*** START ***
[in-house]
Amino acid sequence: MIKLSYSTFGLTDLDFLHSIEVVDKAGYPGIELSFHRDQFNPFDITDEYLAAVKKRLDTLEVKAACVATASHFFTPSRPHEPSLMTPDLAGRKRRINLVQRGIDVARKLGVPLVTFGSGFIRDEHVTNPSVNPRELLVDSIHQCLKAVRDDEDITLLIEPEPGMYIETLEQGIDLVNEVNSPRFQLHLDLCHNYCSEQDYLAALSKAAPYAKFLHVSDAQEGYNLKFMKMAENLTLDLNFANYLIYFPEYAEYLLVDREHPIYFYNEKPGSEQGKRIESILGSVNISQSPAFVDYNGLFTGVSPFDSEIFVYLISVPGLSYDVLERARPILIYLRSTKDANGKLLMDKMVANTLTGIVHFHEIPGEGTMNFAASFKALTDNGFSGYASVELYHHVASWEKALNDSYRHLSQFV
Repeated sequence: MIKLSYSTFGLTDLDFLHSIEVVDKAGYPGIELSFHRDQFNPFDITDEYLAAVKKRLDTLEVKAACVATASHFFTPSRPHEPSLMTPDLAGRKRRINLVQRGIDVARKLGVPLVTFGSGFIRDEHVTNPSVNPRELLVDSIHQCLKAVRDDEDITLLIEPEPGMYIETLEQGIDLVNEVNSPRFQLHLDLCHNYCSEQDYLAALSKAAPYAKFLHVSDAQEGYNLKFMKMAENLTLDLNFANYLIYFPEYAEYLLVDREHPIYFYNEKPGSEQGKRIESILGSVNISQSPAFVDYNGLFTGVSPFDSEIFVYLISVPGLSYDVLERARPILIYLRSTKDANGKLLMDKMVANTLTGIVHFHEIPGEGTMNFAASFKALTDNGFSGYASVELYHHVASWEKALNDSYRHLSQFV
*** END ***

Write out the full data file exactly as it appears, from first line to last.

[in-house]
Amino acid sequence: MIKLSYSTFGLTDLDFLHSIEVVDKAGYPGIELSFHRDQFNPFDITDEYLAAVKKRLDTLEVKAACVATASHFFTPSRPHEPSLMTPDLAGRKRRINLVQRGIDVARKLGVPLVTFGSGFIRDEHVTNPSVNPRELLVDSIHQCLKAVRDDEDITLLIEPEPGMYIETLEQGIDLVNEVNSPRFQLHLDLCHNYCSEQDYLAALSKAAPYAKFLHVSDAQEGYNLKFMKMAENLTLDLNFANYLIYFPEYAEYLLVDREHPIYFYNEKPGSEQGKRIESILGSVNISQSPAFVDYNGLFTGVSPFDSEIFVYLISVPGLSYDVLERARPILIYLRSTKDANGKLLMDKMVANTLTGIVHFHEIPGEGTMNFAASFKALTDNGFSGYASVELYHHVASWEKALNDSYRHLSQFV
Repeated sequence: MIKLSYSTFGLTDLDFLHSIEVVDKAGYPGIELSFHRDQFNPFDITDEYLAAVKKRLDTLEVKAACVATASHFFTPSRPHEPSLMTPDLAGRKRRINLVQRGIDVARKLGVPLVTFGSGFIRDEHVTNPSVNPRELLVDSIHQCLKAVRDDEDITLLIEPEPGMYIETLEQGIDLVNEVNSPRFQLHLDLCHNYCSEQDYLAALSKAAPYAKFLHVSDAQEGYNLKFMKMAENLTLDLNFANYLIYFPEYAEYLLVDREHPIYFYNEKPGSEQGKRIESILGSVNISQSPAFVDYNGLFTGVSPFDSEIFVYLISVPGLSYDVLERARPILIYLRSTKDANGKLLMDKMVANTLTGIVHFHEIPGEGTMNFAASFKALTDNGFSGYASVELYHHVASWEKALNDSYRHLSQFV